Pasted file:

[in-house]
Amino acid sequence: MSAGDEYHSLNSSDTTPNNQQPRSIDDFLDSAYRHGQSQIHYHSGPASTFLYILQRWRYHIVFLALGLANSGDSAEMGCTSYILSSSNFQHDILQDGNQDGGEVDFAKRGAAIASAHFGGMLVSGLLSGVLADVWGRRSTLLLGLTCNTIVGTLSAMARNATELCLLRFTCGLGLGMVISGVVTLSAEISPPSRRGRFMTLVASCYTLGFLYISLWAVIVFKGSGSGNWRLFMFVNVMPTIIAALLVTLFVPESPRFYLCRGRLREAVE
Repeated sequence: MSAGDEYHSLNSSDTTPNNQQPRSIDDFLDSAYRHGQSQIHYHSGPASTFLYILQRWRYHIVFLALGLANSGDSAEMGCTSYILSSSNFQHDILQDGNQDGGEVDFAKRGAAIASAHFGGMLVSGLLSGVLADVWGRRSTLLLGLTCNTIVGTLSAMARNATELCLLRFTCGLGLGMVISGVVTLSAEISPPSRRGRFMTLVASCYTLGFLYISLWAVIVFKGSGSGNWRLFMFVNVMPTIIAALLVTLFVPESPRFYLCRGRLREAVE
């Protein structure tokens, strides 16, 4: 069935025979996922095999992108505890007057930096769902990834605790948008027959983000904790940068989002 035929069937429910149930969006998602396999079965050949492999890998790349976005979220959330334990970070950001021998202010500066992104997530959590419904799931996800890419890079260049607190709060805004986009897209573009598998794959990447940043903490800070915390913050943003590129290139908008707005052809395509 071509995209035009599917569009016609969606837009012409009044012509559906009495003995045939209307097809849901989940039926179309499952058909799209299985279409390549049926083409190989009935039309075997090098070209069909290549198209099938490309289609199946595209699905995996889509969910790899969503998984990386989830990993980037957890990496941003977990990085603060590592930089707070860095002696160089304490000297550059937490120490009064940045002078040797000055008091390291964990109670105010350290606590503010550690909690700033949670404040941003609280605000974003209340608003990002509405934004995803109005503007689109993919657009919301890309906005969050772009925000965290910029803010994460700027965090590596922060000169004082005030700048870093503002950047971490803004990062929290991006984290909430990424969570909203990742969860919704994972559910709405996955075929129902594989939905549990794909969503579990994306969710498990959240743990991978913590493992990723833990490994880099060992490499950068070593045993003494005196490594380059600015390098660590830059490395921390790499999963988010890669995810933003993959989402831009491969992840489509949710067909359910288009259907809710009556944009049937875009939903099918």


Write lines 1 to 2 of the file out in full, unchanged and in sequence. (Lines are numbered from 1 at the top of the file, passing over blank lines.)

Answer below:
[in-house]
Amino acid sequence: MSAGDEYHSLNSSDTTPNNQQPRSIDDFLDSAYRHGQSQIHYHSGPASTFLYILQRWRYHIVFLALGLANSGDSAEMGCTSYILSSSNFQHDILQDGNQDGGEVDFAKRGAAIASAHFGGMLVSGLLSGVLADVWGRRSTLLLGLTCNTIVGTLSAMARNATELCLLRFTCGLGLGMVISGVVTLSAEISPPSRRGRFMTLVASCYTLGFLYISLWAVIVFKGSGSGNWRLFMFVNVMPTIIAALLVTLFVPESPRFYLCRGRLREAVE